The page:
Trucking industry could work with the railways: Bradley
January 1, 2000
The next few months will be pivotal in terms of determining whether the phony war between Canada's railways and the trucking industry is finally over. For many, we have been down this road before. But...
ON TRACK: Will Canada's trucking industry and railways be able to work together toward common goals?(CN Photo)
The next few months will be pivotal in terms of determining whether the phony war between Canada’s railways and the trucking industry is finally over. For many, we have been down this road before. But, if the events of November 1999 are an indication, then maybe there is reason for some cautious optimism. The trucking industry has always maintained that working together on behalf of the freight transportation sector, would be better forboth modes as opposed to wasting productive resources on a political war of words.
On Nov. 27, the chief executive officer of Canadian Pacific Railway, Rob Ritchie, while promoting the virtues of his new Expressway intermodal service, was quoted by the Canadian Press as stating that the “key is partnership with the truckers” and “if you can’t lick ’em, join ’em.”
During his Nov. 18 speech to the Ontario Trucking Association annual convention, Canadian National Railway boss Paul Tellier acknowledged that he is “impressed with how well (the) truckers can serve (their) customers.” He also stated that “the railroads have a lot to learn (from truckers).” (In fact, he told a railway audience in Montreal on Nov. 30, that their service had been “lousy.”) And, following his speech to OTA, there was his admission that “it’s very difficult to suck and blow at the same time. It’s difficult for me to stand up here today and say ‘let’s work together’ and turn around and give money to CRASH …”
Of course, the trucking industry will need to see if indeed the railways’ deeds match their words.
But, there are a number of things that give us some hope that an end to the cold war between the two modes could be a reality and that rail and truck interests could begin working together, in earnest, for a new national transportation policy for Canada:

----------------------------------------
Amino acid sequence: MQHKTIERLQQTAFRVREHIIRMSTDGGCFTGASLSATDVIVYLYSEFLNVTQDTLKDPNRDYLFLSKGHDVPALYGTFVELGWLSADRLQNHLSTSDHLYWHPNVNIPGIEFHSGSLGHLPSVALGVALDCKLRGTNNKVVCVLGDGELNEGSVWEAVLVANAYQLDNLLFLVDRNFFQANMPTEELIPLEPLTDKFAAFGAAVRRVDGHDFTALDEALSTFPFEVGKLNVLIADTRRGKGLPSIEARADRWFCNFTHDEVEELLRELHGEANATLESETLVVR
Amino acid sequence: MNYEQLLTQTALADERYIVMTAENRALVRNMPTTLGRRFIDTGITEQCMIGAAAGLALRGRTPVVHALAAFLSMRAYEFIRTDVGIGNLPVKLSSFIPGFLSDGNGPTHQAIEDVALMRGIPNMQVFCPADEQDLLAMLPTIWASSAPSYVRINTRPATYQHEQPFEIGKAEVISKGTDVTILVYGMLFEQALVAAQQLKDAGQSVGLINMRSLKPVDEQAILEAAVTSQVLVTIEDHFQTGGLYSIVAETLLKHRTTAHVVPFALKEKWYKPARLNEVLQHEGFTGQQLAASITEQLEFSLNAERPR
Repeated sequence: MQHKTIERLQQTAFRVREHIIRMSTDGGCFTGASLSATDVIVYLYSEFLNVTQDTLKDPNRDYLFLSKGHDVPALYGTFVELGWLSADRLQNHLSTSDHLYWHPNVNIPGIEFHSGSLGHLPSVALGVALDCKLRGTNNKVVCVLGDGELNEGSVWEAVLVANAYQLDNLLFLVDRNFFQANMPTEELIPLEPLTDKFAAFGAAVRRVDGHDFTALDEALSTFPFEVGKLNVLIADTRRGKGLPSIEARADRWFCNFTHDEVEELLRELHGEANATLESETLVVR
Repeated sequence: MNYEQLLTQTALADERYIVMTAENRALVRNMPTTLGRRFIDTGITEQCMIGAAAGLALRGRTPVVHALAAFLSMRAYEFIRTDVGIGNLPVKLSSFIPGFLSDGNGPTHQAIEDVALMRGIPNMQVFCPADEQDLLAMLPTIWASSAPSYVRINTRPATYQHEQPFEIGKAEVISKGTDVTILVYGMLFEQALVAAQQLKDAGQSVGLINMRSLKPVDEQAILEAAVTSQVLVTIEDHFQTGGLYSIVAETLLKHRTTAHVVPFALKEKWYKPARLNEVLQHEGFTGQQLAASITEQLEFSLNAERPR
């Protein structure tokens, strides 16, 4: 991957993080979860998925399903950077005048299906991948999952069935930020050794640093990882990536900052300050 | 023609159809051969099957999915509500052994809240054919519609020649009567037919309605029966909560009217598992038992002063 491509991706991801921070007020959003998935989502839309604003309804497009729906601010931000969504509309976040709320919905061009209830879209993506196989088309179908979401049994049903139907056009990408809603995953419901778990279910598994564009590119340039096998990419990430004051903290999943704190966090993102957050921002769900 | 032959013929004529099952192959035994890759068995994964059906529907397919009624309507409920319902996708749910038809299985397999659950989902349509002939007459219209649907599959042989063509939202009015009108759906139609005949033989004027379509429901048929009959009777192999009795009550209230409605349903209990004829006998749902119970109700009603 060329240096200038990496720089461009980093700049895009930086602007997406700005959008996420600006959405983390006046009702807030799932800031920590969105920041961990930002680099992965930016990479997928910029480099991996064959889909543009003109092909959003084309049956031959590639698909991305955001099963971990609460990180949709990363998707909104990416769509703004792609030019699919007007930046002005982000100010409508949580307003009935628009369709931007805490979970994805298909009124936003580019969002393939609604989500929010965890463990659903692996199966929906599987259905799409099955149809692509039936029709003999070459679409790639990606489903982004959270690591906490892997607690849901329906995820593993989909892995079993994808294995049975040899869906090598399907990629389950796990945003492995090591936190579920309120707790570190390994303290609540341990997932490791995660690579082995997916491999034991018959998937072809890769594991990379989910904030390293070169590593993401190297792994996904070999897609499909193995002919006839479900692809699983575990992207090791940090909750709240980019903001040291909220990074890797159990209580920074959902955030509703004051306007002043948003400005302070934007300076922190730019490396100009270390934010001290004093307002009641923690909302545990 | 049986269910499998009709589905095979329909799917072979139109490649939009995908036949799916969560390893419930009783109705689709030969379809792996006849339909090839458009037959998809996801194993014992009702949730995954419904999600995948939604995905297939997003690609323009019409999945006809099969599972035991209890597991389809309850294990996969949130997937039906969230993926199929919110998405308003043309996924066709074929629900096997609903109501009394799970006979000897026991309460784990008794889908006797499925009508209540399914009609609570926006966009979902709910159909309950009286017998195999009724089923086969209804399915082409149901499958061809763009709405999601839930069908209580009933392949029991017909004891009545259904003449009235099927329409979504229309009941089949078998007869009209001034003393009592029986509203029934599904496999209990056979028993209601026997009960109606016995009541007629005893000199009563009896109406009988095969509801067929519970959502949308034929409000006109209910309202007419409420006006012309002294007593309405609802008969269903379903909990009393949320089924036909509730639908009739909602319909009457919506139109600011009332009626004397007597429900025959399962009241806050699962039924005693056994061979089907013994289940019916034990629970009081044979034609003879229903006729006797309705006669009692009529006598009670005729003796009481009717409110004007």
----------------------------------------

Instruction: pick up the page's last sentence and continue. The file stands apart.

Neither mode, acting independently, is being as successful as it would like to be in achieving tax changes that will advance the competitiveness of Canadian carriers as compared with their U.S. counterparts (e.g., accelerated CCA rates);
Both railways are investing some significant dollars in intermodal technologies and services. They need the truckers to use the services if they are to earn a return on that investment. The truckers will if the price and the service are attractive and if the railways really do want to work as partners;
The trucking industry, through OTA and CTA, is fighting back against the one-sided and misleading anti-truck rhetoric from the railway lobbyists and their supporters. A number of important issues have recently been exposed that serve to underscore the old adage that ‘those who live in glass houses should not throw stones’. These include the weaknesses in the Rail Safety Act and the under-estimation of NOx emissions from railway locomotives;
and finally, CRASH has also managed to alienate virtually every government in the country. Consider the following excerpts from the Nov. 8-9 meeting of the CCMTA’s compliance and regulatory affairs committee when discussing hours of service. For example, “a number of participants requested a review of the CRASH press releases on the Hours of Service proposal noting they were offended by the allegations. It was suggested the press releases made a number of erroneous statements relative to the proposal and the (CCMTA consultative) process…” And, finally “a number of participants noted in the two years the Project Group had met CRASH had not provided a single proposal or position paper from their members for consideration.”
In the lobby arena, these are damning statements. They are also well deserved. Still, some recent rumblings suggest that CRASH- related pro-rail groups such as Transport 2000, and maybe even some disaffected critics of the air and marine modes, might be considering banding together in some form of new alliance. In the meantime, the trucking industry welcomes meaningful discussion with the railways aimed at a future that will maximize the profits for both. n
– David Bradley is the president of the Ontario Trucking Association and CEO of the Canadian Trucking Alliance.